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decodec 28Dec2006 23:08

Buffers in Java
 

Introduction



Buffers can be very useful in Java since they speed up I/O operations considerably. Basically a buffer is a space allocated in memory for Bytes, Chars, and other data types to be stored. Buffers are really useful while writing Client/ Server applications.

Creating a Buffer



A Buffer is created in the following way:
Code: Java

/*
 * Buffer size
 */

int BUFFER_SIZE = 100;

/*
 * Allocates a ByteBuffer with a size of a 100
 */

ByteBuffer byteBuffer = ByteBuffer.allocate (BUFFER_SIZE);

/*
 * Makes an IntBuffer
 */

IntBuffer intBuffer = IntBuffer.allocate (BUFFER_SIZE);

/*
 * Makes a Direct CharBuffer
 */

CharBuffer charBuffer = CharBuffer.allocateDirect (BUFFER_SIZE);

Using the Buffer



Buffer has three different markers, namely - position, limit and capacity.

Capacity: Capacity is the number set with the allocate (BUFFER_SIZE). That is basically how big the buffer is.

Limit: The Limit of the Buffer is the index of the first element that should not be read or written in the buffer. The limit of the buffer cannot be negative or greater that it’s capacity.

Position: The position of the Buffer is the place that the buffer is the next element to be read/ written.

The Different methods that edit the buffer just move those markers around. There are four methods that you should familiarize yourself with:

Buffer.clear();
Buffer.compact();
Buffer.flip();
Buffer.rewind();

clear(); The clear method when applied to a buffer sets the limit to the capacity and the position the 0. All that that means that when new data is added to the buffer it will overwrite the old data.

compact(); The compact method moves the elements between the current position and the limit to the beginning of the buffer.

flip(); The flip method need to be called before reading the date from the buffer. When a flip is called the limit is set to the current position, and the position to 0.

rewind(); The rewind method sets the position to zero again in case you want to make the buffer ready for another draining. You would need to flip the buffer first though.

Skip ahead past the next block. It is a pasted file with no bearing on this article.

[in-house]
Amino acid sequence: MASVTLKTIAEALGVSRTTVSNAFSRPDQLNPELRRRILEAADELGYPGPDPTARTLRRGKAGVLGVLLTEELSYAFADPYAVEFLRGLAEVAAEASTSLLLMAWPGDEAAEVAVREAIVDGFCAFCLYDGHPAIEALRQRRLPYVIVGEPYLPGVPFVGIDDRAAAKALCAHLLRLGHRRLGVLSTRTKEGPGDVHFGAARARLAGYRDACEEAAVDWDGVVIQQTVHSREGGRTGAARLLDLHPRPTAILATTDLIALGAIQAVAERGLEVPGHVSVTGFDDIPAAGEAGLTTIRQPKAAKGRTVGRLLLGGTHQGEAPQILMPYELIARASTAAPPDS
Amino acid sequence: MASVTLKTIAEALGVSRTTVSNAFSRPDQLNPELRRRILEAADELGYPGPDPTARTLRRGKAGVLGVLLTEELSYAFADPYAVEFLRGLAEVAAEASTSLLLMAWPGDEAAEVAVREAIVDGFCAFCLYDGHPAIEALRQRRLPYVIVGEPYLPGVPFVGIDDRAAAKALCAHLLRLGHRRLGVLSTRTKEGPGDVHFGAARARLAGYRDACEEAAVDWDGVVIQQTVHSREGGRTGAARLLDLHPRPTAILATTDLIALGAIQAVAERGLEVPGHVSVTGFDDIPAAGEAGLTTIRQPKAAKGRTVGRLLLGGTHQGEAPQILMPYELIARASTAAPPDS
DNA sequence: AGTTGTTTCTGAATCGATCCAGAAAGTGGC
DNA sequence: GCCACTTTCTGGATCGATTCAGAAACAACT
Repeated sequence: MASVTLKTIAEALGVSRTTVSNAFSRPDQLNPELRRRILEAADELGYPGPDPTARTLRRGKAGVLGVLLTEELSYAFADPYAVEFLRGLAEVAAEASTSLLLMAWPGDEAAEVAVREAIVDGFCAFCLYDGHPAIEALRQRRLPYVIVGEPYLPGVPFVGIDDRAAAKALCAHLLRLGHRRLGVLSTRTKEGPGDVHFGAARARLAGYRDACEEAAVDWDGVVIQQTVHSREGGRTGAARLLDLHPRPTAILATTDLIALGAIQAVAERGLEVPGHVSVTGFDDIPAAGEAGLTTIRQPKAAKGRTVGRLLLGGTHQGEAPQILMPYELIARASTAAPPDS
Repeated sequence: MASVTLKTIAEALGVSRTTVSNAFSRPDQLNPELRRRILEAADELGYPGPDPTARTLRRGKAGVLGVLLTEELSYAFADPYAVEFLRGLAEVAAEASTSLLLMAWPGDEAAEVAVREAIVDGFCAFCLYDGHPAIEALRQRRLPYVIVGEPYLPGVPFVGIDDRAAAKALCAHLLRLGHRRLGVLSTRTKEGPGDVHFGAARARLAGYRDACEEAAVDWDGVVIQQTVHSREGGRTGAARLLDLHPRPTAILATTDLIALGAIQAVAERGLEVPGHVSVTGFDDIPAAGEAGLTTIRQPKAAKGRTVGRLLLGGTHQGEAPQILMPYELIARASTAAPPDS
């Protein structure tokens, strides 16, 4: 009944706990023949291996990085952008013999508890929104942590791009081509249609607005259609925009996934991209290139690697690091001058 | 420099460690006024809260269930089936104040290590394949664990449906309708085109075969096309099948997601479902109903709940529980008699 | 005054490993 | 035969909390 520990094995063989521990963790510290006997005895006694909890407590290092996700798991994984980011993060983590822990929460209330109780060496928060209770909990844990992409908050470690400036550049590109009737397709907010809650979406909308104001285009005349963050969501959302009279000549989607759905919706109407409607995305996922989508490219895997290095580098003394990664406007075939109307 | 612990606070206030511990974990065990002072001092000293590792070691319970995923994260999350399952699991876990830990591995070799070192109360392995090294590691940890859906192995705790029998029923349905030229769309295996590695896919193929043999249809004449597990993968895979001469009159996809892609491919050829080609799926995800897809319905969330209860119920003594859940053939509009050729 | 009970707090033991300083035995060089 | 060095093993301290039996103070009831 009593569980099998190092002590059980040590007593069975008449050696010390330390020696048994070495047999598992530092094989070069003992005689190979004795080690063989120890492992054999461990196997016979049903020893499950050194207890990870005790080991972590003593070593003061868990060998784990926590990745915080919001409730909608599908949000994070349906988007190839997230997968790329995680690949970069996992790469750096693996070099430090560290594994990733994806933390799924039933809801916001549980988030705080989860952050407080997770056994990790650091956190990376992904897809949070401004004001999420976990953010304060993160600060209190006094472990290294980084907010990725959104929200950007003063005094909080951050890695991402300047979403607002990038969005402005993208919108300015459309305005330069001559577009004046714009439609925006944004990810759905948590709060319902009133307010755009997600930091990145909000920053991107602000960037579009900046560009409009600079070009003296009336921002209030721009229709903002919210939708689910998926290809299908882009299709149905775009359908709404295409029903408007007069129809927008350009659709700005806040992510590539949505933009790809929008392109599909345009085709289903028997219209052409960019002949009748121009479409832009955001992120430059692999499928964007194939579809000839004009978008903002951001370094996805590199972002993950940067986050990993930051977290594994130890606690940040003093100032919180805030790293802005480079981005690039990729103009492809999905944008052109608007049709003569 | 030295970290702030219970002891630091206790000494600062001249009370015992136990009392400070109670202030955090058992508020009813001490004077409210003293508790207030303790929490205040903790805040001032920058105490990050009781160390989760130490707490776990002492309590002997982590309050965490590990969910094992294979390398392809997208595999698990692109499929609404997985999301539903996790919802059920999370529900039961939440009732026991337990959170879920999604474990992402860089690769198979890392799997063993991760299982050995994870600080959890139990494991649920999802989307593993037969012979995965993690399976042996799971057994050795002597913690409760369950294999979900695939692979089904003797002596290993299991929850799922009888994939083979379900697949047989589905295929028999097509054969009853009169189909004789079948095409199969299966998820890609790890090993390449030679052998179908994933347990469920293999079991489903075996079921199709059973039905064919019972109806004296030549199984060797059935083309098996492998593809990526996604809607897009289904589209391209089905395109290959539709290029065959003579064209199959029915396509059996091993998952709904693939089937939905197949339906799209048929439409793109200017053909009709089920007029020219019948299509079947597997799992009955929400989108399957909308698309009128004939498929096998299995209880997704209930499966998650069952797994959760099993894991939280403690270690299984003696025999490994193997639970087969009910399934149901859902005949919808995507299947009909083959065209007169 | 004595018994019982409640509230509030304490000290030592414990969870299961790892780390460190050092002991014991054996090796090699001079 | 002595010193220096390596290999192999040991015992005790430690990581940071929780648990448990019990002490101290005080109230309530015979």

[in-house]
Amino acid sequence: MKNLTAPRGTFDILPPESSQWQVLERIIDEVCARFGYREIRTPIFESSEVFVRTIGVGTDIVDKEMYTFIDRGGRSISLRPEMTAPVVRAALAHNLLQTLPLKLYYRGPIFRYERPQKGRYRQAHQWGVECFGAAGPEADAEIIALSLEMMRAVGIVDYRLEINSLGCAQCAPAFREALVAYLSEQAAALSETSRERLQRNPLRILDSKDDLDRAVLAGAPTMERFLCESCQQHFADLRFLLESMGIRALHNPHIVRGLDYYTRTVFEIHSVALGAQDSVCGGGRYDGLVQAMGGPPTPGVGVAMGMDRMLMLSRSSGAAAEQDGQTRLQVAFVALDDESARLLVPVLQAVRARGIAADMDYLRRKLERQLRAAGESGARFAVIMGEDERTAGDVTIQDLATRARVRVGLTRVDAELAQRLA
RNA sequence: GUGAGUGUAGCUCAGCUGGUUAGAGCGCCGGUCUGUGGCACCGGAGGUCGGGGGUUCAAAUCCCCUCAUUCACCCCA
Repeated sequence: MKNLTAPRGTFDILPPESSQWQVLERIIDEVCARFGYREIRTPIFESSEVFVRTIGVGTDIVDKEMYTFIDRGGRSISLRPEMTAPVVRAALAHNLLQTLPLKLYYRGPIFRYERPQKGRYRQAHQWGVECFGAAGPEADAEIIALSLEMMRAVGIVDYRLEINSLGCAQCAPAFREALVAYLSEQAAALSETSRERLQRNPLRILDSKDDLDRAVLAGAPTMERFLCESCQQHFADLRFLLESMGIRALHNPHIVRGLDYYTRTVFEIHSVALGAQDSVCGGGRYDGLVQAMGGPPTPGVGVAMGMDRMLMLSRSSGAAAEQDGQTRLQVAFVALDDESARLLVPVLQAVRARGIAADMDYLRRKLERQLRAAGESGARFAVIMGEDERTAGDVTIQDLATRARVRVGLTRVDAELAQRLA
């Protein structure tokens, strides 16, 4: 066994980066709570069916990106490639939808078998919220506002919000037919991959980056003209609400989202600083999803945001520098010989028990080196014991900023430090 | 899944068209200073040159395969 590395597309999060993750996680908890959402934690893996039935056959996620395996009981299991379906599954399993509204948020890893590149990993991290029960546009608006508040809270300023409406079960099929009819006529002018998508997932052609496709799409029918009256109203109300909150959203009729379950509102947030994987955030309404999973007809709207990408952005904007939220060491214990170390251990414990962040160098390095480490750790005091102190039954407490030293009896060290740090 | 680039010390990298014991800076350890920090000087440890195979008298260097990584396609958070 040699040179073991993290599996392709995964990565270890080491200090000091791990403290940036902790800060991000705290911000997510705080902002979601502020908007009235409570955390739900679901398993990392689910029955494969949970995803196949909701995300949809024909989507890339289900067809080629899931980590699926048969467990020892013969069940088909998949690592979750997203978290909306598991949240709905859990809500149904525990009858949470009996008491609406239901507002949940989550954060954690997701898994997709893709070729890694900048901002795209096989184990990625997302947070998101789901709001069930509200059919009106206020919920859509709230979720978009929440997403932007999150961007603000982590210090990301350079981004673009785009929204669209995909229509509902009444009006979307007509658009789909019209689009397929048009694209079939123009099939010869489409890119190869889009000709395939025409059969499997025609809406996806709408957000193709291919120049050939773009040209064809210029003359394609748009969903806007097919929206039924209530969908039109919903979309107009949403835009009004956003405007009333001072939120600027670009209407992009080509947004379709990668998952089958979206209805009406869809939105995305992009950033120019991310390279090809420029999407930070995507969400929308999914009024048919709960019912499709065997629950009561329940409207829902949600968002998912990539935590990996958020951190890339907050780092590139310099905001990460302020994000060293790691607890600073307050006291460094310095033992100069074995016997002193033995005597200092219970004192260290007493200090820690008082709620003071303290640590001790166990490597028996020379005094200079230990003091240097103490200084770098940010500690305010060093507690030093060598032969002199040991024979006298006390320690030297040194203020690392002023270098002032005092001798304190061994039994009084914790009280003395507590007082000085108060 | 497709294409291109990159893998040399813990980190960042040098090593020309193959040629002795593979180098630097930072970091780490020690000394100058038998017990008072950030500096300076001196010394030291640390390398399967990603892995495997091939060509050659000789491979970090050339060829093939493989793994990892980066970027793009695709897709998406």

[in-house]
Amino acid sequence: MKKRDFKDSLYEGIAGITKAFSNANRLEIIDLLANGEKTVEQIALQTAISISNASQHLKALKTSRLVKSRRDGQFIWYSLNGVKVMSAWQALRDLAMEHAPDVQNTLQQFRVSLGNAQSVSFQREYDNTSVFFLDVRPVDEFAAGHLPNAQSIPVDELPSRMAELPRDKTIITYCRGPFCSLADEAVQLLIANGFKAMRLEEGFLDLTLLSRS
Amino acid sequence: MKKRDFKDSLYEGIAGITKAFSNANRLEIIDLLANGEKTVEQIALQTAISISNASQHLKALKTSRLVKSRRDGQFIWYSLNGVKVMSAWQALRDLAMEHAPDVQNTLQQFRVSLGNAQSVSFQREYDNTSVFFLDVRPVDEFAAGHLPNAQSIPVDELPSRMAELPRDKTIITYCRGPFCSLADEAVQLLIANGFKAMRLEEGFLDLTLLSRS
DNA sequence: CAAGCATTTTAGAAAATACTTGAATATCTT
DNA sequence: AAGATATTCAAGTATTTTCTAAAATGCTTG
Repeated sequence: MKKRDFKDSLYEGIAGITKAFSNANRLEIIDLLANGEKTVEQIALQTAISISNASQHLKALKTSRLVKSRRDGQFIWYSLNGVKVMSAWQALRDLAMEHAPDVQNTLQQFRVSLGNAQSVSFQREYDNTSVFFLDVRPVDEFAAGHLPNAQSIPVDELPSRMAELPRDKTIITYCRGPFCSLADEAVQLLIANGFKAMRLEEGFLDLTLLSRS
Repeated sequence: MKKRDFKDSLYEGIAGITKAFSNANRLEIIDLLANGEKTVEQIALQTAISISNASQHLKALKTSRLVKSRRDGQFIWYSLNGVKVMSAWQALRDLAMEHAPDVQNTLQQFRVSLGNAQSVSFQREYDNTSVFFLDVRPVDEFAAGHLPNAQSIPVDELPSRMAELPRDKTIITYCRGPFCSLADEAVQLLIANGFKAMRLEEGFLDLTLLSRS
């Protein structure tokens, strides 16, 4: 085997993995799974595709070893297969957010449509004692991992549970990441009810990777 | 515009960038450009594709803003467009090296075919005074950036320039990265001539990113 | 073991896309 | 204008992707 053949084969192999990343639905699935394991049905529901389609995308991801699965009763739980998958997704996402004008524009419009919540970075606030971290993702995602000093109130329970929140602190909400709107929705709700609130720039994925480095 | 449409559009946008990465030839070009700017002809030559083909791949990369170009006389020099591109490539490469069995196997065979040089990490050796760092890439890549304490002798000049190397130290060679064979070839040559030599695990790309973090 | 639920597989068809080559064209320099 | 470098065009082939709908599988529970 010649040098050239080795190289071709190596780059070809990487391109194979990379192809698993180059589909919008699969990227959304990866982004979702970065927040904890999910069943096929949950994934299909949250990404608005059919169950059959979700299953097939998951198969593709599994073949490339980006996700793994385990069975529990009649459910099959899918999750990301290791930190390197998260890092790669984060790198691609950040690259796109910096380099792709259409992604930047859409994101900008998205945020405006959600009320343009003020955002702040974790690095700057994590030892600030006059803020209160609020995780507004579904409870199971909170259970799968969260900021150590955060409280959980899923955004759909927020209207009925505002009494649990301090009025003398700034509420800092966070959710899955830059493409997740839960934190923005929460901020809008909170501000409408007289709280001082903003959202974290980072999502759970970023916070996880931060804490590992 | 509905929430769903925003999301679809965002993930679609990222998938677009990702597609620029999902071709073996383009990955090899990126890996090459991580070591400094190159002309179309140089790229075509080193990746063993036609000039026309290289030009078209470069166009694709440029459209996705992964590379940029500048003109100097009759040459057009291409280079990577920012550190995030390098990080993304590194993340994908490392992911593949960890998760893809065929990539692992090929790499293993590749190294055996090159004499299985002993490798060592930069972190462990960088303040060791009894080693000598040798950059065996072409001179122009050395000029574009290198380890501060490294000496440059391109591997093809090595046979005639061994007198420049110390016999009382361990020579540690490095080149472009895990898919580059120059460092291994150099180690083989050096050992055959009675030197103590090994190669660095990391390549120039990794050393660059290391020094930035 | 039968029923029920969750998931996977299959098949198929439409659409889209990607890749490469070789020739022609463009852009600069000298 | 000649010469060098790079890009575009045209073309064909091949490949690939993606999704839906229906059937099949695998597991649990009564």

Direct vs. nonDirect Buffers



Buffers can be either direct or nonDirect.

Direct: creating a direct buffer simply means that the buffer is allocated inside the native data structure. That means that data can be transferred to native resources without having to go through the java data structure. That can heave a really good impact on performance.

NonDirect: if you create a buffer that will not interact with native resource (ex. Just to store a String) you should use a NonDirect Buffer.

Adding to a Buffer



When adding data to a buffer you can use the wrap() method;
Code: Java

String string = "Text to be added";

CharBuffer charBuffer = CharBuffer.allocate(string.length());

charBuffer.wrap(string);

Note that when a buffer is created by wrapping it is never direct.
Code: Java

/*
 *  wraps a string inside a buffer.
 */

String string = "Text to be added";

CharBuffer charBuffer = CharBuffer.allocate(string.length());

charBuffer.wrap(string);

or you could wrap entire blocks of data in a form of an array:
Code: Java

/*
 * takes a byte array and wraps it into a buffer.
 */

byte[] data = “Text to be added”.getBytes(“UTF-8);

ByteBuffer buffer1 = ByteBuffer.wrap(data);

Draining a Buffer:



Buffers can be drained into any data type:
Code: Java

/*
 * uses the get() method to fill a string.
 */

String fromBuffer = “”;

while (buffer.hasRemaining()) {

   fromBuffer += buffer.get();

}

Data Conversion:



Data Conversion is an important aspect of buffers. You can use the factory methods to change a buffer from one type of another:
Code: Java

ByteBuffer byteBuffer = ByteBuffer.allocate(5);

IntBuffer intBuffer = byteBuffer.asIntBuffer();

Here is a list of conversions:
asShortBuffer();
asCharBuffer();
asIntBuffer();
asLongBuffer();
asFloatBuffer();
asDoubleBuffer();

Fasga 29Dec2006 07:43

Re: Buffers in Java
 
Wow, that's interesting. I've been using manual buffers (manually reading/writing into a byte array, parsing, etc). This definitely makes it a lot easier.

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Krolik 8Mar2007 20:25

Re: Buffers in Java
 
Can you give some benchmarks? How does it affect performance? I mean - unless you are writing a RDBMS engine such micro-optimizations are of little value.

pradeep 9Mar2007 10:08

Re: Buffers in Java
 
I guess buffers also help improving performance while working on very large files!


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